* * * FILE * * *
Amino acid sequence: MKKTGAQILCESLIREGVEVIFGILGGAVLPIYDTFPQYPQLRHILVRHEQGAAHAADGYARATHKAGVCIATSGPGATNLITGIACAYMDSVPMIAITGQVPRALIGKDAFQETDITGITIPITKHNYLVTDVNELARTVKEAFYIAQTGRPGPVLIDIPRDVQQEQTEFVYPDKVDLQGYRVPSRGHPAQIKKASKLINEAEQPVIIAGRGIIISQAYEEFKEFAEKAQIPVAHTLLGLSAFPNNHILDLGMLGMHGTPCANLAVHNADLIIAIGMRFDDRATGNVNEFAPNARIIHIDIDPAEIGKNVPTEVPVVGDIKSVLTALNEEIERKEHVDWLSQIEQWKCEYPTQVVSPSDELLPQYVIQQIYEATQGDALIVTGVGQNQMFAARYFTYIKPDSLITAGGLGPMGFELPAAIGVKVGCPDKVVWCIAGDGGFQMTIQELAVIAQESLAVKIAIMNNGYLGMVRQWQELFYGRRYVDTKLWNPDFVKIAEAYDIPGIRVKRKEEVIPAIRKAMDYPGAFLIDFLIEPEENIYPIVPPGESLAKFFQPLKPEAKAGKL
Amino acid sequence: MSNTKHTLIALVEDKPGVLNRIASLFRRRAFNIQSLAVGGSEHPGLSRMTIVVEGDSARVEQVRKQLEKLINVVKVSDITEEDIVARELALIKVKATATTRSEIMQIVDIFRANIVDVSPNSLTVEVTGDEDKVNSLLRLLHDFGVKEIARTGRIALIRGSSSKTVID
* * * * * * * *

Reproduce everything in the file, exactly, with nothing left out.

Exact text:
Amino acid sequence: MKKTGAQILCESLIREGVEVIFGILGGAVLPIYDTFPQYPQLRHILVRHEQGAAHAADGYARATHKAGVCIATSGPGATNLITGIACAYMDSVPMIAITGQVPRALIGKDAFQETDITGITIPITKHNYLVTDVNELARTVKEAFYIAQTGRPGPVLIDIPRDVQQEQTEFVYPDKVDLQGYRVPSRGHPAQIKKASKLINEAEQPVIIAGRGIIISQAYEEFKEFAEKAQIPVAHTLLGLSAFPNNHILDLGMLGMHGTPCANLAVHNADLIIAIGMRFDDRATGNVNEFAPNARIIHIDIDPAEIGKNVPTEVPVVGDIKSVLTALNEEIERKEHVDWLSQIEQWKCEYPTQVVSPSDELLPQYVIQQIYEATQGDALIVTGVGQNQMFAARYFTYIKPDSLITAGGLGPMGFELPAAIGVKVGCPDKVVWCIAGDGGFQMTIQELAVIAQESLAVKIAIMNNGYLGMVRQWQELFYGRRYVDTKLWNPDFVKIAEAYDIPGIRVKRKEEVIPAIRKAMDYPGAFLIDFLIEPEENIYPIVPPGESLAKFFQPLKPEAKAGKL
Amino acid sequence: MSNTKHTLIALVEDKPGVLNRIASLFRRRAFNIQSLAVGGSEHPGLSRMTIVVEGDSARVEQVRKQLEKLINVVKVSDITEEDIVARELALIKVKATATTRSEIMQIVDIFRANIVDVSPNSLTVEVTGDEDKVNSLLRLLHDFGVKEIARTGRIALIRGSSSKTVID